forward, we all grew and life became a bit easier. My sister’s husband was blessed with a good job in nearby Guin, Ala., at a 3M factory while dad made an agreement to share crop for this woman whose husband had passed away several years before and she needed my dad to plant and harvest the crops for certain amount of the money in October. And with jobs being scarce in 1960, he was glad to take the job and another reason that he liked the job is because the widow woman told us that we could live in the rental home for free because my dad was performing a valuable job for her and us living in that house was a way to show her appreciation to us.

I said all of the preliminaries about our lives in 1959 to 1961 when the feelings of Christmas Day really began to sink into my life and those of my parents, sister, and her husband. In 1961, we all celebrated Christmas Day with a week-off from school and work from my dad to stay with my mom and to just enjoy the lives of each other.

We even had another big, real Christmas tree that we loved. And as the Christmas tree before, somehow we bought several strings of those big Christmas lights in red, blue, and red. Today those are very expensive. And with that one star being on the top of our tree and the big lights, our Christmas decorating was finished.

Mom had almost finished the Christmas baking—the turkey, a couple of pies, a cake, and some delicious crackling bread and of course, the coffee for my dad, mom, and my sister’s husband. I was not allowed to drink coffee at my young age. So all we had to do was sit around and talk about what we were getting and giving gifts for each other and on it went until I was getting tired from the Christmas activity and decided to head to bed.

That was until my dad told me to just stay around for a few minutes. Against the thoughts of my bed that I loved, I stayed up to see what he wanted. And in about five minutes or more, he told me again to go over and check what I had underneath the Christmas tree. I shot like a gun. I saw an apple-red Radio Flyer wagon with a big red bow placed in the center of the wagon and I instantly began to yell, who does this belong to? And whose idea was this? To the adults who heard my questions, each laughed like a hyena. Or pack of them.

New Year’s Day 1962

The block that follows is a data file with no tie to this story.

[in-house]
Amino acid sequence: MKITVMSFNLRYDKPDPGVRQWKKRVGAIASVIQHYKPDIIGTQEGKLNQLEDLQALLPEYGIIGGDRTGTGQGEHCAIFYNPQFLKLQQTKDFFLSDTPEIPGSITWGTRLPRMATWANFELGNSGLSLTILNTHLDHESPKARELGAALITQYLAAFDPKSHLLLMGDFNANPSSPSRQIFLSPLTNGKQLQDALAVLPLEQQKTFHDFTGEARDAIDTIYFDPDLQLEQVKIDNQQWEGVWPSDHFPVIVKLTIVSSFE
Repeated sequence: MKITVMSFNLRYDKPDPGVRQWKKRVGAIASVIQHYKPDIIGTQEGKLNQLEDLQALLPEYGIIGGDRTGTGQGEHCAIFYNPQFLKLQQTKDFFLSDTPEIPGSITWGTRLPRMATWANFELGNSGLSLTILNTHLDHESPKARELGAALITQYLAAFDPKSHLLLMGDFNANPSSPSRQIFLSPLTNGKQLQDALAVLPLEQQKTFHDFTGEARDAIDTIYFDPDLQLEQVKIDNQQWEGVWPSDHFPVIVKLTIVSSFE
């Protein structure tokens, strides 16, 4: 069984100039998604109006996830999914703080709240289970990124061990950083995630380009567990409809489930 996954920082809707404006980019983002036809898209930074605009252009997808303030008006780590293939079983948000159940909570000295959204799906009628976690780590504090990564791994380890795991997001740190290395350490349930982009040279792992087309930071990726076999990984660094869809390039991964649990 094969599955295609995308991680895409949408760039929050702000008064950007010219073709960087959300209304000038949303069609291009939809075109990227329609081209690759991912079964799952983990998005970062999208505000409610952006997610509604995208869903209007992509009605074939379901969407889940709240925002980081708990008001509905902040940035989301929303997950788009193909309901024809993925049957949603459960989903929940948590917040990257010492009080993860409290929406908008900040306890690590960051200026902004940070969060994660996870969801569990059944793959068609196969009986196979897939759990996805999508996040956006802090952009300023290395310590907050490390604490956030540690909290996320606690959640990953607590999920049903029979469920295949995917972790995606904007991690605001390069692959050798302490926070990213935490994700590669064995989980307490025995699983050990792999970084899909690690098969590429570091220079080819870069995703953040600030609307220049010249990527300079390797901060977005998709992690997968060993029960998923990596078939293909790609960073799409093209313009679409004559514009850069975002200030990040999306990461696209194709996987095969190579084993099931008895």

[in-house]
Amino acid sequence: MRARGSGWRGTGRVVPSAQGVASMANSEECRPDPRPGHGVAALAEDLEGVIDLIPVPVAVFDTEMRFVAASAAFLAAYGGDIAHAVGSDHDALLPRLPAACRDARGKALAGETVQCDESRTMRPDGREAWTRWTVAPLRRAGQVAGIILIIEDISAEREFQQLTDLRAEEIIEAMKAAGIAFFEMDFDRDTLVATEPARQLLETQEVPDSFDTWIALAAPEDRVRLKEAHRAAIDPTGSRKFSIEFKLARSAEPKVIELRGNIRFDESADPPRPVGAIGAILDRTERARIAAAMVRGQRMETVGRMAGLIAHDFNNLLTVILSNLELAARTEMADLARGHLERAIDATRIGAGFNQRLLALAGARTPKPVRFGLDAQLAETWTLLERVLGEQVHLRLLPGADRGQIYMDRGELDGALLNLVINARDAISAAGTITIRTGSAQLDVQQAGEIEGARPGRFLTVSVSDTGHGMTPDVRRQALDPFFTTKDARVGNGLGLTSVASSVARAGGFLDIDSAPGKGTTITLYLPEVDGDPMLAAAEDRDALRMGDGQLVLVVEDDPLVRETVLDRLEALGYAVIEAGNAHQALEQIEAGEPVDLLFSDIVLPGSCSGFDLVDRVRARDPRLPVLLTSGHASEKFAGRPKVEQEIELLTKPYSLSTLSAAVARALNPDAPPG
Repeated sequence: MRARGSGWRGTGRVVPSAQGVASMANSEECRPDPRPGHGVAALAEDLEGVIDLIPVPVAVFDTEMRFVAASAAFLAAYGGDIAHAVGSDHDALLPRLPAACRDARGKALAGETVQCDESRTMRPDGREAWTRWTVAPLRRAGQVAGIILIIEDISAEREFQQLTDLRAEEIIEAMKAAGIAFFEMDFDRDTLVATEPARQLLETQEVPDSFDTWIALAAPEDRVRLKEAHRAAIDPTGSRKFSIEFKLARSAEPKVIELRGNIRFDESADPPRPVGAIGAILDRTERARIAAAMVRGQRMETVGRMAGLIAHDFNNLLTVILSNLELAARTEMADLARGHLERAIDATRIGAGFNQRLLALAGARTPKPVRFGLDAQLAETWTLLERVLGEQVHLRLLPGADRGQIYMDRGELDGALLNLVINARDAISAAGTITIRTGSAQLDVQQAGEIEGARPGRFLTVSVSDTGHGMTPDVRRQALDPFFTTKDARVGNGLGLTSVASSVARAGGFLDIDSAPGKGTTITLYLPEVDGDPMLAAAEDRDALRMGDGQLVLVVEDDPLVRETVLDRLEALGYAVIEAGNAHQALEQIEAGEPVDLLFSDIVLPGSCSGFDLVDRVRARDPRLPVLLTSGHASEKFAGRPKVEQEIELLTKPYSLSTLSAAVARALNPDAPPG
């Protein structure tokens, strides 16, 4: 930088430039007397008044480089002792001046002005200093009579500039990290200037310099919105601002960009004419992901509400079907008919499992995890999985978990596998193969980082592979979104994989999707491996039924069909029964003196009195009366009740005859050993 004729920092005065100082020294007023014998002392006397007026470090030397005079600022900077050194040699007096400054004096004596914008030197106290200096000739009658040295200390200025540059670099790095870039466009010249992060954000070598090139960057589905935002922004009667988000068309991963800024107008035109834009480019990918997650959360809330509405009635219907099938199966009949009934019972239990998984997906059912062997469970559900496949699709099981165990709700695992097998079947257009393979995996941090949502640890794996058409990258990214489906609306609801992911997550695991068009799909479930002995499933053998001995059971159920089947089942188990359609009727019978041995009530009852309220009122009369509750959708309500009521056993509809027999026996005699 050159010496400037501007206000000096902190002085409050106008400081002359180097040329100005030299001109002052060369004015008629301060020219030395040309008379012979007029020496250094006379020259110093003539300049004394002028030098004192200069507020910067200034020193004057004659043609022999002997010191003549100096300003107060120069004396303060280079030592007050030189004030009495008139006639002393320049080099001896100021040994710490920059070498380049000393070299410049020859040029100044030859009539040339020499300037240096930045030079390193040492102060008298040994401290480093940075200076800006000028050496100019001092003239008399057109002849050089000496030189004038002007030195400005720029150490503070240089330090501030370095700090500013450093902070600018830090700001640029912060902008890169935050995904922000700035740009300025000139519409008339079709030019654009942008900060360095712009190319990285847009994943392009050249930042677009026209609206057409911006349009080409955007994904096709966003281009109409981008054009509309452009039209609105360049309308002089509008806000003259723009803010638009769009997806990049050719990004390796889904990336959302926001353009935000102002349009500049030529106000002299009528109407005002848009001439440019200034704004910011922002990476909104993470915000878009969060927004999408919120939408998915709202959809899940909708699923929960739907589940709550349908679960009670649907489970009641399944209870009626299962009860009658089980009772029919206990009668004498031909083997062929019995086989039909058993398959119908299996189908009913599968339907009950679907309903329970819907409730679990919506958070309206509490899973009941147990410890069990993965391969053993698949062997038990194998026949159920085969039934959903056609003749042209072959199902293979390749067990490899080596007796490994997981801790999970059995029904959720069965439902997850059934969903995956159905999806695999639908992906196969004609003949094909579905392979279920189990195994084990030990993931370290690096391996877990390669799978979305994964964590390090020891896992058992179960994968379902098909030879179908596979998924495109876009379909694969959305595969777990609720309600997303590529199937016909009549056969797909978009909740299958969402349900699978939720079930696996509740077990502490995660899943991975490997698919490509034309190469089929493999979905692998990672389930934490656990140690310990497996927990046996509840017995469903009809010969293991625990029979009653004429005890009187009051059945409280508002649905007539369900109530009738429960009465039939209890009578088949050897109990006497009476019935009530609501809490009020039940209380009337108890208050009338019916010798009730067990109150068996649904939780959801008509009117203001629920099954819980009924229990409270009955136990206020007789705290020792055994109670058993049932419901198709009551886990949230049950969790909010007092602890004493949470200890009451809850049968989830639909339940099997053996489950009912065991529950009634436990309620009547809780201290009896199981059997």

a new adventure in my life began. I first fell in love with my wagon. When I would sit by it, all types of emotions began to run through me, mostly love for Santa, as my parents told me that it was him who swooped by on that Christmas Day night a few months ago and left me the wagon along with the other gifts for everyone else. My dad got a new pipe and some tobacco, mom received a new dress or two and some new shoes, my sister and her husband got some new cooking utensils and some great work shoes. Santa had really outdid himself this year.

Forgive me for saying this, but all that I cared about was my wagon. I carried it everywhere. And on the many hills we had near our home, well, those became my highways so I could take out my red “car” for a long spin away from our home. And when I wanted to haul something, of course I put it in my wagon and it became a big diesel truck and I made the sounds of a big rig with my mouth. I was so thankful that no anyone was hiding near my wagon and myself to hear and see what an eight-year-old says and plays with. Shocking to some. Surprised to many.

Then when my sister and husband bought a new TV and placed it in the house, I would watch each show intently, especially the private detective shows and I had another vehicle to ride and that being a flashy car that a wise private eye drives while he is on a case. I loved it. I loved having that Radio Flyer wagon a lot more than some eight-year-olds love their dolls and dime store tin cars and trucks.

When my Radio Flyer wagon were alone behind our house, there was no other person anywhere, but me and the wagon. An inseparable duo. And although my wagon could not talk, it found a way to talk to me. It told me on one event to be sure and not put “it” where the rain could get it wet otherwise rust would form and it would get sick. Plus other valuable things that only a Radio Flyer wagon could tell its owner.


I wish that I knew what happened to that wagon as we moved from house to house and work to work, but I guess that I will never know. But I do knew where I parked it each night before my work and the wagon’s workday would be finished. I even said good night to it like it was a living, breathing creature. To me it was.

I suppose that during one of our moves to another home, I forgot where my wagon was and how it became lost. What I did remember was that I cried a long time when I went to bed that night when I discovered that my wagon was lost. But just as mysterious as my Radio Flyer entered my life, it left in much the same way: without parade or fanfare.

But in all of the years since those days of my Radio Flyer and me, I have learned one thing if I have learned one thing. Memories of a Christmas gift or any gift will soon fade and leave our memories, but a gift from the heart forever holds a special place in our hearts.

October 26, 2019___________________________________________________

© 2019 Kenneth Avery